*If we raise more than our target value, we will be able to continue our work through the next season and save additional chicks.
The project will last approximately 3 months, from December 2018 to mid-February 2019. We predict that first macaw chicks will be hatching by late-November. So we will have third chicks hatching by mid-December, with the possibility of more late hatches by mid-January. Chicks will be relocated into their adoptive nests approximately 20 days after hatching and will continue to be monitored inside their nests until they fledge.
Nov 03, 2018
Nov 07, 2018
Nov 26, 2018
26 Nov, 2018?to 15 Jan, 2019 Scarlet Macaw chicks for translocation will start hatching
Nov 28, 2018
28 Nov, 2018?to 15 Jan, 2019 Macaw Chicks will be raised and get ready for foster nests
Dec 10, 2018
First "foster chick" of the season will be placed in its "new" nest
Meet the Team
The Tambopata Macaw Project is a long term research project on macaw and parrot conservation and ecology in the lowlands of southeastern Peru. It was founded by Eduardo Nycander of Rainforest Expeditions in 1989 and directed by Dr. Donald Brightsmith since 1999. Its work with parrots and macaws, local communities, and government agencies has provided many insights into various aspects of these wonderful macaw and parrot species in the wild.
I was lucky to grow up spending much of my time outdoors in New Zealand and developed a love for animals and the natural world at a very young age. This grew into a strong drive to conserve biodiversity and whole ecosystems. I believe we have a responsibility to protect the environment and the entirety of the life within it.
After I received my wildlife biology and conservation ecology degree at La Trobe University in Australia, I was drawn to the lowland jungles of Peru because of their high biodiversity. Since then, I have been volunteering for The Tambopata Macaw Project because I believe this work is so valuable to the long-term conservation of parrots and macaws, which has a positive impact on whole ecosystems throughout Latin America.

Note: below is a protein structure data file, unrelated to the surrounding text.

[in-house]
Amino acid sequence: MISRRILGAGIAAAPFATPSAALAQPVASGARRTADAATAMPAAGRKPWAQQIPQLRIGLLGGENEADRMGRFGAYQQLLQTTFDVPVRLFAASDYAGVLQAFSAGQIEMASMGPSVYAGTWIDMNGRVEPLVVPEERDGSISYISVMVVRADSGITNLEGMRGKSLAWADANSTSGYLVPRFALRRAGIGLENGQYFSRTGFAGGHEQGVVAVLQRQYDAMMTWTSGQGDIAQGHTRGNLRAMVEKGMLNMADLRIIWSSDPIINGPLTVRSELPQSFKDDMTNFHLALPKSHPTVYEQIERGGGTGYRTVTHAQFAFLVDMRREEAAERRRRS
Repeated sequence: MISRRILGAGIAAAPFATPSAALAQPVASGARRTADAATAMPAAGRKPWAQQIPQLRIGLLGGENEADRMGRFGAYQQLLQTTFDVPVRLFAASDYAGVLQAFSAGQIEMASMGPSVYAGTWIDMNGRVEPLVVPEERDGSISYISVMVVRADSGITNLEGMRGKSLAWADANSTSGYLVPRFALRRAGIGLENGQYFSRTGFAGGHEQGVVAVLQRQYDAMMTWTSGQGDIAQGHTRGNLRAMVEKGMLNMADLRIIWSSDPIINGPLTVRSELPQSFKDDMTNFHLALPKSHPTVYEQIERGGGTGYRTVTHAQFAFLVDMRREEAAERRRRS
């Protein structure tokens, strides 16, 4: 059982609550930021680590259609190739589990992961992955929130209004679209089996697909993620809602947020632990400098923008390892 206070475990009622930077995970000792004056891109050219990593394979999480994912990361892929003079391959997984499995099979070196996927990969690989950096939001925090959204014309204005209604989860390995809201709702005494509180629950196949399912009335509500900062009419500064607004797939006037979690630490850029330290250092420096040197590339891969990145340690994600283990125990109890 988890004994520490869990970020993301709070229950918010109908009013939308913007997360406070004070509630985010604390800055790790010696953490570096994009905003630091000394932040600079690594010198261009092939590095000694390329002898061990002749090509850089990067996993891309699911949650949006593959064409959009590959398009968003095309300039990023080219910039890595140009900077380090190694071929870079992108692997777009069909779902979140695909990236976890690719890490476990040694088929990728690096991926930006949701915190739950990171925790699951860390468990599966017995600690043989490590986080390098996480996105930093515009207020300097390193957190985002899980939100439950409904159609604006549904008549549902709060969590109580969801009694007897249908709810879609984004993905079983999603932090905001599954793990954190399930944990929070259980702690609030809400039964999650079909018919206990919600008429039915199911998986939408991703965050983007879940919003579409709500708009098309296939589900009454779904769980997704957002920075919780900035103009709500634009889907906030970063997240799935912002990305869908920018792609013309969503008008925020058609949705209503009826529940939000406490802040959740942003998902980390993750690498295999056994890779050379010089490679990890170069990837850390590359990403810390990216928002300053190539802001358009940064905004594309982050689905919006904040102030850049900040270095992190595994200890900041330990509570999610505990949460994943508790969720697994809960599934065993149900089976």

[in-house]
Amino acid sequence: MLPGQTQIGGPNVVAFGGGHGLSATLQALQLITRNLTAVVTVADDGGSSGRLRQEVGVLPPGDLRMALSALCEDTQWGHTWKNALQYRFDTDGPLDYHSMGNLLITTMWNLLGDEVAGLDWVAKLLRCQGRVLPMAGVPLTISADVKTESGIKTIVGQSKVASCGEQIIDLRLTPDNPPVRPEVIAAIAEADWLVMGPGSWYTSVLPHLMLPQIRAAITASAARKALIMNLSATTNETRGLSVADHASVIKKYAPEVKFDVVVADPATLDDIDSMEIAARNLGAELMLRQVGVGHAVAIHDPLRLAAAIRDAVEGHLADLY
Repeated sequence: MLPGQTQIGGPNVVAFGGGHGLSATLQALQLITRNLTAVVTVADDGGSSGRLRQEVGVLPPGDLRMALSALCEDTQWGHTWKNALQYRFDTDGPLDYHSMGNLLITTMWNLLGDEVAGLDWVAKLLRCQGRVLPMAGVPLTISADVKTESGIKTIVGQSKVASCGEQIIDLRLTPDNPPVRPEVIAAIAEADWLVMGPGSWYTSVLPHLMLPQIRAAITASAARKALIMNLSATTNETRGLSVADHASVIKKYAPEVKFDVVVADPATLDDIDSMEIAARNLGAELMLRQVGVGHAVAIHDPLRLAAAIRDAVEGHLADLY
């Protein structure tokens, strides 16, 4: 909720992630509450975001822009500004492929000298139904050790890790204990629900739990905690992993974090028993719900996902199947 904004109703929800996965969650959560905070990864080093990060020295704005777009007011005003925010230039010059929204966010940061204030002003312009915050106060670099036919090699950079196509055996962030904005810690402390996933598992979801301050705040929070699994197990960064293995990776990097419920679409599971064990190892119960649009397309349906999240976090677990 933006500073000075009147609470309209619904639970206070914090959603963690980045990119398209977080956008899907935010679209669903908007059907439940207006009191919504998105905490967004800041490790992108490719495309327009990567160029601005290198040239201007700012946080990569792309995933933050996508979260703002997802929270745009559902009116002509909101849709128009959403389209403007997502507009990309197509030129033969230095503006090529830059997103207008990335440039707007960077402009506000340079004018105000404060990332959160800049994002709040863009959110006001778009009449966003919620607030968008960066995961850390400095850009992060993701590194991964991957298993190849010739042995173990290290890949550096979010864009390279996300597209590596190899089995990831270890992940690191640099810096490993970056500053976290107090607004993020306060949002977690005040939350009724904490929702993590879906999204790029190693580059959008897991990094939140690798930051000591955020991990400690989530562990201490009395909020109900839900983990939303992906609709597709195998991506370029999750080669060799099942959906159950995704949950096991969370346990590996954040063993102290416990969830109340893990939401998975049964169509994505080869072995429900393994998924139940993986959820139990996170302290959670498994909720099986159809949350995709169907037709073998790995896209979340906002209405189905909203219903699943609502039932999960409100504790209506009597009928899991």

The people involved in this project are experts in their field and work extremely hard to gather reliable scientific data which can be used to help parrots worldwide. I know that they truly appreciate every single cent given and will ensure it goes a long way to helping these species.
Dr Janice Boyd is a researcher on parrot conservation and parrot genetics issues at the Schubot Exotic Bird Health Center at the Texas A&M Veterinary School. She also is president of the nonprofit 501(c)(3) Amigos de las Aves USA, also known as simply the Parrot Fund, that supports projects on wild and ex-situ parrot conservation and health, particularly in the Neotropics. She has been a key collaborator of the Tambopata Macaw Project since 2000.
Gabriela Vigo Trauco
I consider myself a parrot lover and wild psittacine researcher. I have been around parrots since I was 5 years old and I have been working with them in the wild, as part of the Tambopata Macaw Project, since 2003. I have also worked with parrots and macaws in captivity.
For the last 12 years, I have dedicated myself to the study of Scarlet Macaws in the wild in my native Peru, to try understand their breeding strategies and breeding behavior. Through all these years of hard field work, we have gathered unique scientific information that we are now using to design management strategies to help wild populations of Scarlet Macaws increase in numbers.